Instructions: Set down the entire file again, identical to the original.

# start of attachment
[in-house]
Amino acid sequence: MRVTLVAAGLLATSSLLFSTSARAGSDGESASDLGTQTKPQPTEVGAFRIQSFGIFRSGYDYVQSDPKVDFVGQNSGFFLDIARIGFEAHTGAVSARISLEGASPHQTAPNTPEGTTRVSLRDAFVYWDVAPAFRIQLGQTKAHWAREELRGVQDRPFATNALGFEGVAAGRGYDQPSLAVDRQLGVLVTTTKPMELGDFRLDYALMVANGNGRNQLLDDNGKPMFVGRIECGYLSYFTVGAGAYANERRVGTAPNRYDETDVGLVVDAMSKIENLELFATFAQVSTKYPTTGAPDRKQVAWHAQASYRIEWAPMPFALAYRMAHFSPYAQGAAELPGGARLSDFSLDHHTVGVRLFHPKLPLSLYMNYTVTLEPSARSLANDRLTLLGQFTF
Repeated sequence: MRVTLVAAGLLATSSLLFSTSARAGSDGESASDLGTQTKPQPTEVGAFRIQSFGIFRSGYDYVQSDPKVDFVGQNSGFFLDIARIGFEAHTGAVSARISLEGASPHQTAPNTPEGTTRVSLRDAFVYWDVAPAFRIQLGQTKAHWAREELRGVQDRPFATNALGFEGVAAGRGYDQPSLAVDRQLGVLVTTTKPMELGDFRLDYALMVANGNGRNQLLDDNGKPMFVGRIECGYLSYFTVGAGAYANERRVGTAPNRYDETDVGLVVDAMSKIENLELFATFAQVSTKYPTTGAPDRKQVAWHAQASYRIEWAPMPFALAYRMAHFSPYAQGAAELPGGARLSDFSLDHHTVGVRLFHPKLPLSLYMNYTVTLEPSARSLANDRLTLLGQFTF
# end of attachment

[in-house]
Amino acid sequence: MRVTLVAAGLLATSSLLFSTSARAGSDGESASDLGTQTKPQPTEVGAFRIQSFGIFRSGYDYVQSDPKVDFVGQNSGFFLDIARIGFEAHTGAVSARISLEGASPHQTAPNTPEGTTRVSLRDAFVYWDVAPAFRIQLGQTKAHWAREELRGVQDRPFATNALGFEGVAAGRGYDQPSLAVDRQLGVLVTTTKPMELGDFRLDYALMVANGNGRNQLLDDNGKPMFVGRIECGYLSYFTVGAGAYANERRVGTAPNRYDETDVGLVVDAMSKIENLELFATFAQVSTKYPTTGAPDRKQVAWHAQASYRIEWAPMPFALAYRMAHFSPYAQGAAELPGGARLSDFSLDHHTVGVRLFHPKLPLSLYMNYTVTLEPSARSLANDRLTLLGQFTF
Repeated sequence: MRVTLVAAGLLATSSLLFSTSARAGSDGESASDLGTQTKPQPTEVGAFRIQSFGIFRSGYDYVQSDPKVDFVGQNSGFFLDIARIGFEAHTGAVSARISLEGASPHQTAPNTPEGTTRVSLRDAFVYWDVAPAFRIQLGQTKAHWAREELRGVQDRPFATNALGFEGVAAGRGYDQPSLAVDRQLGVLVTTTKPMELGDFRLDYALMVANGNGRNQLLDDNGKPMFVGRIECGYLSYFTVGAGAYANERRVGTAPNRYDETDVGLVVDAMSKIENLELFATFAQVSTKYPTTGAPDRKQVAWHAQASYRIEWAPMPFALAYRMAHFSPYAQGAAELPGGARLSDFSLDHHTVGVRLFHPKLPLSLYMNYTVTLEPSARSLANDRLTLLGQFTF